After the financial crisis and system-wide shocks of 2008, The Depository Trust & Clearing Corporation (DTCC) and the financial services industry increased its focus and scrutiny on the potential systemic impacts of certain financial and operational exposures.
In response to the financial crisis of 2008, the U.S. Congress passed the Dodd-Frank Wall Street Reform and Consumer Protection Act of 2010 (“Dodd-Frank”). DTCC’s clearing agencies — The Depository Trust Company (DTC), National Securities Clearing Corporation (NSCC), and Fixed Income Clearing Corporation (FICC) — were designated as systemically important financial market utilities (or “SIFMUs”) under Title VIII of Dodd Frank.
Shortly after receiving the SIFMU designation, DTCC’s clearing agencies began working on a framework to establish clear and transparent recovery and wind-down strategies and plans.
The planning process involved input from many parts of the organization, as well the clearing agencies’ members and their relevant regulators. This comprehensive planning process included a detailed examination of the clearing agencies’ obligations and exposures to both member defaults and non-default events, which meant planning not just for the “what if” scenario of the default of a single, large member and subsequent impact to the clearing agencies’ financial resources, but also planning for the stress arising from the default of multiple members, and the aftershocks of “tail” events sequenced over several days.
This work occurred over several years and recently culminated in finalized recovery and wind-down plans for each of DTC, FICC and NSCC that were filed with and approved by the U.S. Securities and Exchange Commission (SEC), along with supporting rules adopted to the clearing agencies’ rulebooks.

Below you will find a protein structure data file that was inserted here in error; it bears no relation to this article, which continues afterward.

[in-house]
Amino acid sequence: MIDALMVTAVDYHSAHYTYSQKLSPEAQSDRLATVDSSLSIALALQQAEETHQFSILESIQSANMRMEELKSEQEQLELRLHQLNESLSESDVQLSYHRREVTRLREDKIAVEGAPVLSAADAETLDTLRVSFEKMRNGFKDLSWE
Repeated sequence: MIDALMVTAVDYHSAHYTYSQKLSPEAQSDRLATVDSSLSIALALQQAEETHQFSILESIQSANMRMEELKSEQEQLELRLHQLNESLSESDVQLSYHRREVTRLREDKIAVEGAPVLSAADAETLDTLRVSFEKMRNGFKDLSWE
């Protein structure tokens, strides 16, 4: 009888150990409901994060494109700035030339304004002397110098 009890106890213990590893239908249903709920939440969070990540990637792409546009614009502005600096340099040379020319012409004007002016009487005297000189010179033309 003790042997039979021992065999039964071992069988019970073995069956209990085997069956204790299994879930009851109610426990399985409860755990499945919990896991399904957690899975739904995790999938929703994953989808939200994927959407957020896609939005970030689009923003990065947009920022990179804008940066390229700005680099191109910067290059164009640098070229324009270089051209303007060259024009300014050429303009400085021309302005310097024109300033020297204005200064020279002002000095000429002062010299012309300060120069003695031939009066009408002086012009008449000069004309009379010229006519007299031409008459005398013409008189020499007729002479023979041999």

In recognition of the finalization of these plans, Moody’s Investors Services also gave DTC, NSCC and FICC a “credit positive rating.” The rating agency stated the implementation of these plans “will provide clearing core transparency over how the clearing agencies’ would plan to recover or wind down following an extremely stressful event.”
“Across DTCC’s core businesses of trade execution, clearing, payments, and settlement, we have worked diligently to manage risk for our members and the broader financial services industry,” said Stephen Pecchia, DTCC Managing Director, Head of Recovery and Resolution Planning and Business Risk Management. “We believe the global, interconnected financial ecosystem is now much more robust, with strengthened market stability, capital structure and resilience. Our efforts together with those of our peer financial market utilities and member firms will help increase market resiliency and reduce the likelihood and impact of systemic shocks to the market.”
“Our recovery and wind-down plans, and the corresponding rules adopted in our SIFMUs’ rulebooks, provide our members transparency into the various tools that DTCC’s clearing agencies can use to effect a recovery or wind-down as a result of extreme market stress,” he added.